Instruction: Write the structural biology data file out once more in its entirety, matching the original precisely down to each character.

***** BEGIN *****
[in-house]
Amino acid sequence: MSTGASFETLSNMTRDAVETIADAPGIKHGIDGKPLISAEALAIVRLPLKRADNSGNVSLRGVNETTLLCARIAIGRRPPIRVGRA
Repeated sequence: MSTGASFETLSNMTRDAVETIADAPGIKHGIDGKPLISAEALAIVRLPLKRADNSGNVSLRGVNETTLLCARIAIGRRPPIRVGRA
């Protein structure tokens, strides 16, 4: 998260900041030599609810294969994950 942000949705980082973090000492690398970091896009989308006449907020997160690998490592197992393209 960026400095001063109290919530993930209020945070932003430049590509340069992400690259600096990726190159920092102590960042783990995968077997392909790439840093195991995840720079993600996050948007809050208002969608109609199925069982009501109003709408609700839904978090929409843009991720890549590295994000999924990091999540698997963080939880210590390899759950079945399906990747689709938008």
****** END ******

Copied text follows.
[in-house]
Amino acid sequence: MSTGASFETLSNMTRDAVETIADAPGIKHGIDGKPLISAEALAIVRLPLKRADNSGNVSLRGVNETTLLCARIAIGRRPPIRVGRA
Repeated sequence: MSTGASFETLSNMTRDAVETIADAPGIKHGIDGKPLISAEALAIVRLPLKRADNSGNVSLRGVNETTLLCARIAIGRRPPIRVGRA
């Protein structure tokens, strides 16, 4: 998260900041030599609810294969994950 942000949705980082973090000492690398970091896009989308006449907020997160690998490592197992393209 960026400095001063109290919530993930209020945070932003430049590509340069992400690259600096990726190159920092102590960042783990995968077997392909790439840093195991995840720079993600996050948007809050208002969608109609199925069982009501109003709408609700839904978090929409843009991720890549590295994000999924990091999540698997963080939880210590390899759950079945399906990747689709938008």